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Glee and Community Hit Things Outta the Park with Fun Looks at Realism

February 14, 2011

Last week, the two shows I watch regularly (besides “Jeopardy”) both had great gay-themed B plots. On “Glee,” we learned that Blaine isn’t perfect, while on “Community” we got a hilarious look at being a little… too accepting. If you’re behind on these shows, consider yourself fairly warned of spoilers.

On Glee, we watched as Blaine (Darren Criss) inexpertly serenaded a would-be boyfriend at the latter’s workplace, a Gap store. Too bad the older guy and his boss didn’t appreciate the very public advances, leaving him without a job. And through it all, Kurt (Chris Colfer) is heartbroken because he thinks Blaine is going to serenade him, and when he finally tells him, Blaine admits he doesn’t have any clue what he’s doing.

This passes for realistic on Glee.

There are a few great things going on there. First, it’s exactly the kind of thing you’d expect in any other teen drama, without any added drama about coming out, how incredibly hard! it is to be gay, or any other extraneous plot. Sure, it’s a ridiculous storyline—how quickly do you think they’d get kicked out of a real store?—but it’s actually very believable by Glee’s standards. (Let’s recall that no one seemed to think anything of having a high school Glee club do the music at a wedding, and people were only mildly indignant at the prospect of shooting a girl out of a clearly deadly cannon.)

More importantly, I think, it showed us a more relatable side of Blaine. Up until now I’ve been pretty open in my criticism of what’s seemed a perfect character. Last week, he admitted he’s clueless about relationships and is afraid of messing things up with the Kurt, the one person who seems most likely to actually become his boyfriend. (The producers can tease us all they want, but it’s pretty obvious they’ll end up dating.)

Later in the week, I found myself nearly dying from laughing at the Valentine’s Day episode of Community. In the second plot line, Britta (Gillian Jacobs), the outspoken, leftist nonconformist thinks very highly of herself because she has a friend who’s a lesbian. She lords her superior acceptance of lesbians over her younger, less worldly friend Annie, who discovers that Britta’s friend is actually a straight woman who thinks Britta’s the lesbian and also thinks she’s the bee’s knees because of her willingness to be friends with someone who’s so unjustly treated.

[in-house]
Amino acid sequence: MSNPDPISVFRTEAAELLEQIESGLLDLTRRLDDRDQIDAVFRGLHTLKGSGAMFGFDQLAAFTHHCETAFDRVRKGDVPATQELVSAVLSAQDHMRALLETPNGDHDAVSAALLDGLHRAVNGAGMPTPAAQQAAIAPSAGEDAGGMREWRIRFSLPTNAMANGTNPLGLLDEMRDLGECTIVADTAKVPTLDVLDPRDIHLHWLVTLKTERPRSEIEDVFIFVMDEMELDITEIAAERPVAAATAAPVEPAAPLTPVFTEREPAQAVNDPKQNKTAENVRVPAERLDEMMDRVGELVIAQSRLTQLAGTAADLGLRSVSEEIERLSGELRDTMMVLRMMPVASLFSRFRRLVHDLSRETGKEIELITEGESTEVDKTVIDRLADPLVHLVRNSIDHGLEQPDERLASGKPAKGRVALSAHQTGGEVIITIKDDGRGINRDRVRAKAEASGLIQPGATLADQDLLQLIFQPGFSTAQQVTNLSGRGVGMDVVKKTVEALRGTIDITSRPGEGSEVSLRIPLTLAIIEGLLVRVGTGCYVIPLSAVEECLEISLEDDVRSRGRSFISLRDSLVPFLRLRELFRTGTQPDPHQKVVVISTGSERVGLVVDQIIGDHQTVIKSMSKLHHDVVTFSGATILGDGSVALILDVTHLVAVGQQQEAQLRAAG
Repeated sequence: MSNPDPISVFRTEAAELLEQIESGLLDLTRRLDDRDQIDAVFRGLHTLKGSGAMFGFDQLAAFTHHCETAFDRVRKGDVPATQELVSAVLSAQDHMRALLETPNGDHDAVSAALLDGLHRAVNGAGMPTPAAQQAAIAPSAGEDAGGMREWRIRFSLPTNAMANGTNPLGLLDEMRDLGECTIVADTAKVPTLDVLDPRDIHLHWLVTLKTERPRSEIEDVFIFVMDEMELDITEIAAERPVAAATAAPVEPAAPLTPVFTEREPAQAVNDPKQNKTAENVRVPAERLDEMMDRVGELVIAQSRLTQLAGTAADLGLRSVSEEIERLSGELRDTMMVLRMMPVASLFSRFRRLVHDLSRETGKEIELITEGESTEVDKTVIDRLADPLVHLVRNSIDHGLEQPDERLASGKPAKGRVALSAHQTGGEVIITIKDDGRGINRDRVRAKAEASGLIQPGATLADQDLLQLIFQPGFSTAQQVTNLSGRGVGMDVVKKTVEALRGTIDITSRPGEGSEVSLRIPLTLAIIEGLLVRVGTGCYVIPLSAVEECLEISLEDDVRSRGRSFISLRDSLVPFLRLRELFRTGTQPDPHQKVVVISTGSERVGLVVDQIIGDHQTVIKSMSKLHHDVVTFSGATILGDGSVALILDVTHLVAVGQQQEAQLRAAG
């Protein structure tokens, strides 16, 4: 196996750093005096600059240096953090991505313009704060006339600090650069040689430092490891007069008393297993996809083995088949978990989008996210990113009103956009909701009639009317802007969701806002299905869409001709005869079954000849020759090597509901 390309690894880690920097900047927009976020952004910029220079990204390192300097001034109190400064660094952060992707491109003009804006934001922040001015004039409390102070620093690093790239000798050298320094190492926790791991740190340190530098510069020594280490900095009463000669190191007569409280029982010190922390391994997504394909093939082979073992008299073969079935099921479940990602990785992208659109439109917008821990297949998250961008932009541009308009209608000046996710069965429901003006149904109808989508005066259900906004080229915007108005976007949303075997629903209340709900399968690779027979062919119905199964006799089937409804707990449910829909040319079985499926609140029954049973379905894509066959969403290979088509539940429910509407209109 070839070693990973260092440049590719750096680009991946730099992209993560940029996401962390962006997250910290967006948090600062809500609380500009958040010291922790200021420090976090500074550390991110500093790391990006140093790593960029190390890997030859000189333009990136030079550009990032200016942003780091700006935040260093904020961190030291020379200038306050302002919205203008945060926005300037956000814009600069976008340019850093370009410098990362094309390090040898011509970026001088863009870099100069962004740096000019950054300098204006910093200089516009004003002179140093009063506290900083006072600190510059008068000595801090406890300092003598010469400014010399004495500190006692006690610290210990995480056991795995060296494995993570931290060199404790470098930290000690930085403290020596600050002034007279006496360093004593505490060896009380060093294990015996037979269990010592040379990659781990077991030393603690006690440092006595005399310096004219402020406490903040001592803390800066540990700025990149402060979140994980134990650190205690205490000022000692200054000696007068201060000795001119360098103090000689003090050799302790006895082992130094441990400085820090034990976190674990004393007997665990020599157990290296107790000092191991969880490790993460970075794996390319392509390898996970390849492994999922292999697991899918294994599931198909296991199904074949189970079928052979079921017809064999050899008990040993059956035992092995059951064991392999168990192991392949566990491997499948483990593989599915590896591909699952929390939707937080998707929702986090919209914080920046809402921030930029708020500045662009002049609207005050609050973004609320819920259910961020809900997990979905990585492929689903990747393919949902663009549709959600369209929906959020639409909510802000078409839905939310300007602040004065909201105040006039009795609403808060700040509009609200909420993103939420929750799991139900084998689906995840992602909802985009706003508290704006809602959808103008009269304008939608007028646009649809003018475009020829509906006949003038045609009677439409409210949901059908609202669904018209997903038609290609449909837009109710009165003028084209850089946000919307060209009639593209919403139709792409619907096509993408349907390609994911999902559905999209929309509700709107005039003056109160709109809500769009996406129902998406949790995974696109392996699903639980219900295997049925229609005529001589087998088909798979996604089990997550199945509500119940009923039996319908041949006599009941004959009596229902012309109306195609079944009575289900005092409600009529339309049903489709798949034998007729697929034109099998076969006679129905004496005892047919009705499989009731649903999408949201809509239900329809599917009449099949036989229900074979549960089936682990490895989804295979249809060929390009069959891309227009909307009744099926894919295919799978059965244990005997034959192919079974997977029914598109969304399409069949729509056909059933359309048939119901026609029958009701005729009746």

Their determination to prove themselves as the least homophobic people at the school culminates with them actually kissing at the school dance.

Click through to see the kiss: Community – Ep 215: A Lesbian Kiss – Video – NBC.com.

I come from an educational background where people could occasionally be equally headstrong in their desire to be the most accepting, least homophobic, etc. and it was impressive to see those actions so perfectly lampooned. There certainly are people who want to prove how cool they are by having a gay friend, and it’s a very weird experience to be the object of their hetero-counternormative affections. (And for the record, I’ve certainly been accused of being as politically righteous as “Britta the Needlessly Defiant.”)

On a more personal note, today marks the third anniversary of this blog. While my first post came Feb. 24, 2008, it was inspired by the first Valentine’s Day meal Mike and I shared, this one at a restaurant in Princeton. At one point during the meal I found myself thinking that no one was treating us too weirdly, then how strange a thought that was to have, and then how bizarre it was to me that no one else had to think that way. This flighty thought association led here and ultimately to the firestorm of comments regarding my thoughts on Chick-Fil-A, by far my most-viewed post ever.

Thanks for sticking around, folks! Happy Valentine’s Day!

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